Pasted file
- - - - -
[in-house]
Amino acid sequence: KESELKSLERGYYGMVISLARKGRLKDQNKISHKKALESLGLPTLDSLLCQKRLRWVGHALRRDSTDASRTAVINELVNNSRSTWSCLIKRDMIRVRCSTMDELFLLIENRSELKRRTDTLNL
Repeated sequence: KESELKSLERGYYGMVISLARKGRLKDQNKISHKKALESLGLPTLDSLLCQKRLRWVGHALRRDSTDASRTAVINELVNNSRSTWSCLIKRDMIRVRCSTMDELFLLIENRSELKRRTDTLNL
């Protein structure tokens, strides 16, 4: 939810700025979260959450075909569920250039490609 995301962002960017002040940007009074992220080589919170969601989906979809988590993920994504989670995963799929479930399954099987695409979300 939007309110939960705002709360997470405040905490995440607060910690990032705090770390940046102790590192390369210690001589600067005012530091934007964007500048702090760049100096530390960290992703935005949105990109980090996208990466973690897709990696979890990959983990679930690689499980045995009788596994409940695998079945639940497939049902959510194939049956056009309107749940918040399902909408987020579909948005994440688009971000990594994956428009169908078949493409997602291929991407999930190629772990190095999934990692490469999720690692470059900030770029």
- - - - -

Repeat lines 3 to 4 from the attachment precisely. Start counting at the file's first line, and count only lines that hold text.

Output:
Repeated sequence: KESELKSLERGYYGMVISLARKGRLKDQNKISHKKALESLGLPTLDSLLCQKRLRWVGHALRRDSTDASRTAVINELVNNSRSTWSCLIKRDMIRVRCSTMDELFLLIENRSELKRRTDTLNL
């Protein structure tokens, strides 16, 4: 939810700025979260959450075909569920250039490609 995301962002960017002040940007009074992220080589919170969601989906979809988590993920994504989670995963799929479930399954099987695409979300 939007309110939960705002709360997470405040905490995440607060910690990032705090770390940046102790590192390369210690001589600067005012530091934007964007500048702090760049100096530390960290992703935005949105990109980090996208990466973690897709990696979890990959983990679930690689499980045995009788596994409940695998079945639940497939049902959510194939049956056009309107749940918040399902909408987020579909948005994440688009971000990594994956428009169908078949493409997602291929991407999930190629772990190095999934990692490469999720690692470059900030770029």